Article 13 deals with cases not covered by the Articles in the Convention of 1899. Prisoners of war escape and take refuge on neutral territory; belligerent troops that have taken refuge on neutral territory have with them prisoners of war; what is the duty of the neutral state? In the first case, it has long been a rule of international law that a prisoner of war escaping and taking refuge in a neutral state is free, but it was not settled whether the neutral state could restrain him from rejoining his army if he subsequently wished to do so1 . The first paragraph of Article 13 leaves the neutral state liberty of action. It may receive escaped prisoners, and allow them to remain in its territory, and may assign them a place of residence. If the prisoner will not conform to neutral regulations is he at liberty to leave? The second paragraph was objected to by the Russian military delegate as being contrary to Article 59 of the Regulations for land warfare of 1899 and Article 15 of the Convention adapting to maritime warfare the principles of the Geneva Convention of 1906, which require that sick and wounded belonging to belligerent armies and navies committed to the care of neutrals must be guarded by the latter and not allowed to take part again in the war. The case dealt with by this paragraph is quite different. A body of belligerent troops with prisoners of war enter a neutral territory with the object of avoiding surrender to the enemy2 ; if such troops surrender to the enemy their prisoners are freed; the same rule now applies where they enter neutral territory and are interned. Their prisoners are dealt with in the same way as escaped prisoners of war.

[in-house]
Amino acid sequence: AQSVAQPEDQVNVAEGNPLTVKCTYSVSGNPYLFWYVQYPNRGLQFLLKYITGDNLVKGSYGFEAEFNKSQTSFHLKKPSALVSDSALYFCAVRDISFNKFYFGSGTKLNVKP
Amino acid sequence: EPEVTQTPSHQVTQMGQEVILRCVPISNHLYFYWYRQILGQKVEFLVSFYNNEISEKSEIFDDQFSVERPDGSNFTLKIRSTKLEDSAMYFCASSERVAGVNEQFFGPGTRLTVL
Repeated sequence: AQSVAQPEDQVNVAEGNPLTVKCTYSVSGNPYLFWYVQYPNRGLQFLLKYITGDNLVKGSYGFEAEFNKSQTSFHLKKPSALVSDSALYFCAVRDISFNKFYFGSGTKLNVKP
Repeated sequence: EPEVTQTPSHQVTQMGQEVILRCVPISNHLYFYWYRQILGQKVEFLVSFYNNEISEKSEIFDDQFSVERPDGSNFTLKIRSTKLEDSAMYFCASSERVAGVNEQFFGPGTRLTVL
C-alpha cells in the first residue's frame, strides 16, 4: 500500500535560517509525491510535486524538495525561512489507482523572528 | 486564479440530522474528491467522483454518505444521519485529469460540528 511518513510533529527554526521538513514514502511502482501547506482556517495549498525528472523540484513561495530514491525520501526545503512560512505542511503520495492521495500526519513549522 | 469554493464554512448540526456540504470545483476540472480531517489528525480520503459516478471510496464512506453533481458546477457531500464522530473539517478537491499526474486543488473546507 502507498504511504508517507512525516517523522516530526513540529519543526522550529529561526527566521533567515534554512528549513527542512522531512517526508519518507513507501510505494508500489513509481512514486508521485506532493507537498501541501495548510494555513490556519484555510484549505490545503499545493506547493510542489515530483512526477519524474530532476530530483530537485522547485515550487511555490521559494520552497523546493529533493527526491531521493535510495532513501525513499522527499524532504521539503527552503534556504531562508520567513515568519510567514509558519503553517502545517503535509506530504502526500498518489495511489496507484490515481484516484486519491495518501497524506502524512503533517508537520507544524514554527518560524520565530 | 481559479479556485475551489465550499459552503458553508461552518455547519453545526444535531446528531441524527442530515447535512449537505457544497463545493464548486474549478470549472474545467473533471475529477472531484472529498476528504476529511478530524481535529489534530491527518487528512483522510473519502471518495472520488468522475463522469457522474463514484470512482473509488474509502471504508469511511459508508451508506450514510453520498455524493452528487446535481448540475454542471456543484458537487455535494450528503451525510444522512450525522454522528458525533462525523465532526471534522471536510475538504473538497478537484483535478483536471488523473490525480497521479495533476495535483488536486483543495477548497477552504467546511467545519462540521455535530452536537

Chapter iii. Neutral persons.Articles 16, 17 and 18 are all that remain of a German draft of 12 Articles originally intended to form Chapter v. of the Regulations for the laws of war on land. The failure of the German delegate to obtain acceptance for his proposals has already been referred to in discussing the Second and Third Vœux3 . The draft Articles proposed to establish a régime highly favourable both to the persons and property of neutrals in belligerent states. Great Britain, having large colonies with populations drawn from many states, would have been considerably handicapped if she had never been able to avail herself of the services of immigrants freely offered, who, not having resided long enough to acquire British nationality, still remained technically subjects of a neutral Power. The British delegate strongly objected to the German proposals and he was supported by the delegates of France, Russia and Japan, who also declined to accept the favoured position created for subjects of neutral Powers in belligerent states. The three Articles which found acceptance and which constituted the 1st Chapter of the German draft have not been accepted by Great Britain.